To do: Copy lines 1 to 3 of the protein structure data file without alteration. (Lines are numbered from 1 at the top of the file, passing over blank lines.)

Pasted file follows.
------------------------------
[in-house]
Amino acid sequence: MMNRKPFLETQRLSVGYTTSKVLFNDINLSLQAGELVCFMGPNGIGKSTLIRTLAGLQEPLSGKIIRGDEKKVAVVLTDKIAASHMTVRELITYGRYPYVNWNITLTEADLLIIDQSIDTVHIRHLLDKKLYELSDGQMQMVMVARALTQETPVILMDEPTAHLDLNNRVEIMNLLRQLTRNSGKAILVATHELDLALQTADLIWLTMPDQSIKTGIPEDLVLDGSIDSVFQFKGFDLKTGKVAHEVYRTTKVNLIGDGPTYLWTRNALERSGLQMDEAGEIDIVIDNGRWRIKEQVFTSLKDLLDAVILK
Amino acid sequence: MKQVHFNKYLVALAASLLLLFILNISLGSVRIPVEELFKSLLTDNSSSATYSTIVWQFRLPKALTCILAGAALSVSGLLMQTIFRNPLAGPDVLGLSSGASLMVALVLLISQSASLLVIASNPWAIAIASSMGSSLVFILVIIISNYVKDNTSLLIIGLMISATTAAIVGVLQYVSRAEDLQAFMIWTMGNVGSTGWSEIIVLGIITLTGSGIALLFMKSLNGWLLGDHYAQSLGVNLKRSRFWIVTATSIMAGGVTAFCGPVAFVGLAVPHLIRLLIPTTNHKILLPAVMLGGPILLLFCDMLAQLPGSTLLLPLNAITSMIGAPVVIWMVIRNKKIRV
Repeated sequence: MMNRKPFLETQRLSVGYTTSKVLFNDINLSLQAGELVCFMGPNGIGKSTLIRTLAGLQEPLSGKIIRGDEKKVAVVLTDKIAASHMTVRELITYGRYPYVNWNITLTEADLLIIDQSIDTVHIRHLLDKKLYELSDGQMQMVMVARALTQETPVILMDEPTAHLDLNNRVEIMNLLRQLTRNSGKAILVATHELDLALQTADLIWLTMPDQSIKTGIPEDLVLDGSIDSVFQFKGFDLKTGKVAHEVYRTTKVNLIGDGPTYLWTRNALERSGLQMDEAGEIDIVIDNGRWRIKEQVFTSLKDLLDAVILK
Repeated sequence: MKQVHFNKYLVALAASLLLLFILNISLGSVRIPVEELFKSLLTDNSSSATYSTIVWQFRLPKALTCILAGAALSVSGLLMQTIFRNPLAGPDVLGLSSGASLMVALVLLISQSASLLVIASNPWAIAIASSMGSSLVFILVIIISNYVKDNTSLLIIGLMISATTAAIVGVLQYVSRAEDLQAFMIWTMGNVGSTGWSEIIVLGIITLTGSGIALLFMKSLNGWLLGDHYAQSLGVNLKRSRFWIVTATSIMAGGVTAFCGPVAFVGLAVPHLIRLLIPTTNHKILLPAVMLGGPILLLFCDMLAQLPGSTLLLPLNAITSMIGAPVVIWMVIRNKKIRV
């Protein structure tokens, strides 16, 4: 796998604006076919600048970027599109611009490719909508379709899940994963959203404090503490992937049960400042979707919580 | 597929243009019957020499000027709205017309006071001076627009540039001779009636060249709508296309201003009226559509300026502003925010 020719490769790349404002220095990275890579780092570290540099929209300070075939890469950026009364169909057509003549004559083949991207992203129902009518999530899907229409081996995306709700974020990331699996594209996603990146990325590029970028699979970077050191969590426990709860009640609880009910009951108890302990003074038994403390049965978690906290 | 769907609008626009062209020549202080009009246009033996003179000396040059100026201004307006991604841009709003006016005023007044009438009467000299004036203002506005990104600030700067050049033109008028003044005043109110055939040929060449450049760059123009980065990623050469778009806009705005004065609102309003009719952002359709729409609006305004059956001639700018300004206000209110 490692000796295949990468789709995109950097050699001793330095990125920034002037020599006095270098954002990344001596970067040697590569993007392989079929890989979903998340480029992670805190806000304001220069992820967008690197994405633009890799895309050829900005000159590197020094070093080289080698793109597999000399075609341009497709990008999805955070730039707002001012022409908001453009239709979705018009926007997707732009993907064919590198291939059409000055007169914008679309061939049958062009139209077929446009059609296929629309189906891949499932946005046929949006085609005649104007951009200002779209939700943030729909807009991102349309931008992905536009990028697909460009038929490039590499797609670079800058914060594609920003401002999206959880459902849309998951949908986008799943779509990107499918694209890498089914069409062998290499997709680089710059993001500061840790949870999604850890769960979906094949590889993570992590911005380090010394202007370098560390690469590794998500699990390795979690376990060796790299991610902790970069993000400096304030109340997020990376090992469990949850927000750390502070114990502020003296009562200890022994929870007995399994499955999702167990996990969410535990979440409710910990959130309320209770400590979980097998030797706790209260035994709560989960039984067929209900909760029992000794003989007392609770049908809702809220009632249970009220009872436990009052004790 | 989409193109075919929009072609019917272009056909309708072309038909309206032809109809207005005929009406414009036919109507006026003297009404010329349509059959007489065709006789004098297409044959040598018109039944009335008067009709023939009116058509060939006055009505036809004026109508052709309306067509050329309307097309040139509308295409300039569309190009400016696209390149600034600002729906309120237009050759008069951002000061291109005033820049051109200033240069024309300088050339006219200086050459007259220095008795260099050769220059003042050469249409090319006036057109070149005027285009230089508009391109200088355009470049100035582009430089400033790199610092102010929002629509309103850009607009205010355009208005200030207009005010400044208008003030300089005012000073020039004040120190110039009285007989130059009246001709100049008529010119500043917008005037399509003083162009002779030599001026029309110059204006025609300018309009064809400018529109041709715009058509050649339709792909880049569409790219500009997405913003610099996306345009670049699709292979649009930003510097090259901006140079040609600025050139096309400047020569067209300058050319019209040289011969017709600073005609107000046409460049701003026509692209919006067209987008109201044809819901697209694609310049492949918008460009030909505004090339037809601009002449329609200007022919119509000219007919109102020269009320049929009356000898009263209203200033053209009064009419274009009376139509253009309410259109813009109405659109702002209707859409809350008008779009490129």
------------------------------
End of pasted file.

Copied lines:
[in-house]
Amino acid sequence: MMNRKPFLETQRLSVGYTTSKVLFNDINLSLQAGELVCFMGPNGIGKSTLIRTLAGLQEPLSGKIIRGDEKKVAVVLTDKIAASHMTVRELITYGRYPYVNWNITLTEADLLIIDQSIDTVHIRHLLDKKLYELSDGQMQMVMVARALTQETPVILMDEPTAHLDLNNRVEIMNLLRQLTRNSGKAILVATHELDLALQTADLIWLTMPDQSIKTGIPEDLVLDGSIDSVFQFKGFDLKTGKVAHEVYRTTKVNLIGDGPTYLWTRNALERSGLQMDEAGEIDIVIDNGRWRIKEQVFTSLKDLLDAVILK
Amino acid sequence: MKQVHFNKYLVALAASLLLLFILNISLGSVRIPVEELFKSLLTDNSSSATYSTIVWQFRLPKALTCILAGAALSVSGLLMQTIFRNPLAGPDVLGLSSGASLMVALVLLISQSASLLVIASNPWAIAIASSMGSSLVFILVIIISNYVKDNTSLLIIGLMISATTAAIVGVLQYVSRAEDLQAFMIWTMGNVGSTGWSEIIVLGIITLTGSGIALLFMKSLNGWLLGDHYAQSLGVNLKRSRFWIVTATSIMAGGVTAFCGPVAFVGLAVPHLIRLLIPTTNHKILLPAVMLGGPILLLFCDMLAQLPGSTLLLPLNAITSMIGAPVVIWMVIRNKKIRV